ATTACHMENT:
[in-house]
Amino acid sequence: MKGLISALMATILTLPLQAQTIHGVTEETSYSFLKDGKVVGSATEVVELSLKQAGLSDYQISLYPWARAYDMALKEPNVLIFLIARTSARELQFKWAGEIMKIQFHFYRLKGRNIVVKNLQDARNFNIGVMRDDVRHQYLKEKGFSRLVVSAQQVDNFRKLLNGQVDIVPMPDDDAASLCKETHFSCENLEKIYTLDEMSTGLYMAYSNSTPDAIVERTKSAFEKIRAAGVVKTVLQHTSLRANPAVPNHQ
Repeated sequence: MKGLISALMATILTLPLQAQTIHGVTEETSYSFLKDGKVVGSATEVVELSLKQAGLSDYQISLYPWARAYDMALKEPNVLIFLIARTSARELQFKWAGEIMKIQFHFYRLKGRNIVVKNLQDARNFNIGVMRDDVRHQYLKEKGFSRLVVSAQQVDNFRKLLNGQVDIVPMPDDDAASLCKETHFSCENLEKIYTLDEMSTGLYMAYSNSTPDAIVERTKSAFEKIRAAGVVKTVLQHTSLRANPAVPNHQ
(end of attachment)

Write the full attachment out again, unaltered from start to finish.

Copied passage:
[in-house]
Amino acid sequence: MKGLISALMATILTLPLQAQTIHGVTEETSYSFLKDGKVVGSATEVVELSLKQAGLSDYQISLYPWARAYDMALKEPNVLIFLIARTSARELQFKWAGEIMKIQFHFYRLKGRNIVVKNLQDARNFNIGVMRDDVRHQYLKEKGFSRLVVSAQQVDNFRKLLNGQVDIVPMPDDDAASLCKETHFSCENLEKIYTLDEMSTGLYMAYSNSTPDAIVERTKSAFEKIRAAGVVKTVLQHTSLRANPAVPNHQ
Repeated sequence: MKGLISALMATILTLPLQAQTIHGVTEETSYSFLKDGKVVGSATEVVELSLKQAGLSDYQISLYPWARAYDMALKEPNVLIFLIARTSARELQFKWAGEIMKIQFHFYRLKGRNIVVKNLQDARNFNIGVMRDDVRHQYLKEKGFSRLVVSAQQVDNFRKLLNGQVDIVPMPDDDAASLCKETHFSCENLEKIYTLDEMSTGLYMAYSNSTPDAIVERTKSAFEKIRAAGVVKTVLQHTSLRANPAVPNHQ